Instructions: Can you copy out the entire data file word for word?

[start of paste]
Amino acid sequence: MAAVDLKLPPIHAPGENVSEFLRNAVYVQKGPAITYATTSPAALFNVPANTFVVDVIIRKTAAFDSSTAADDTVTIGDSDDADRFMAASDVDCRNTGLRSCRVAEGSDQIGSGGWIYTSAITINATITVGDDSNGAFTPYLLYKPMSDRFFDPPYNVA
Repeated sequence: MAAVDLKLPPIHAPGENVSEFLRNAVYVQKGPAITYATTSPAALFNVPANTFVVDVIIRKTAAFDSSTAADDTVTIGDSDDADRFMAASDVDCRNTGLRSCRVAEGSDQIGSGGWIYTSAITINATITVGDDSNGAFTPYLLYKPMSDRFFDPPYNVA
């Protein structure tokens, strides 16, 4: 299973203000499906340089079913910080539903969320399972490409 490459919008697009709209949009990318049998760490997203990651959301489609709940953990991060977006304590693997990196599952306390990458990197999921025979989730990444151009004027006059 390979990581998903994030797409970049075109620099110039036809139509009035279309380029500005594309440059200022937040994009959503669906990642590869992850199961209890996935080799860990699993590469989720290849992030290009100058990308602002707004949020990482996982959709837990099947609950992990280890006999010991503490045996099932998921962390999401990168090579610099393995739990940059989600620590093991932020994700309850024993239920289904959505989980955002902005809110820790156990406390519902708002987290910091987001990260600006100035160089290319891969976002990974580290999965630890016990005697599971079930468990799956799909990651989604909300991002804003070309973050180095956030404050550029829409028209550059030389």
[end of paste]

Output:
Amino acid sequence: MAAVDLKLPPIHAPGENVSEFLRNAVYVQKGPAITYATTSPAALFNVPANTFVVDVIIRKTAAFDSSTAADDTVTIGDSDDADRFMAASDVDCRNTGLRSCRVAEGSDQIGSGGWIYTSAITINATITVGDDSNGAFTPYLLYKPMSDRFFDPPYNVA
Repeated sequence: MAAVDLKLPPIHAPGENVSEFLRNAVYVQKGPAITYATTSPAALFNVPANTFVVDVIIRKTAAFDSSTAADDTVTIGDSDDADRFMAASDVDCRNTGLRSCRVAEGSDQIGSGGWIYTSAITINATITVGDDSNGAFTPYLLYKPMSDRFFDPPYNVA
């Protein structure tokens, strides 16, 4: 299973203000499906340089079913910080539903969320399972490409 490459919008697009709209949009990318049998760490997203990651959301489609709940953990991060977006304590693997990196599952306390990458990197999921025979989730990444151009004027006059 390979990581998903994030797409970049075109620099110039036809139509009035279309380029500005594309440059200022937040994009959503669906990642590869992850199961209890996935080799860990699993590469989720290849992030290009100058990308602002707004949020990482996982959709837990099947609950992990280890006999010991503490045996099932998921962390999401990168090579610099393995739990940059989600620590093991932020994700309850024993239920289904959505989980955002902005809110820790156990406390519902708002987290910091987001990260600006100035160089290319891969976002990974580290999965630890016990005697599971079930468990799956799909990651989604909300991002804003070309973050180095956030404050550029829409028209550059030389």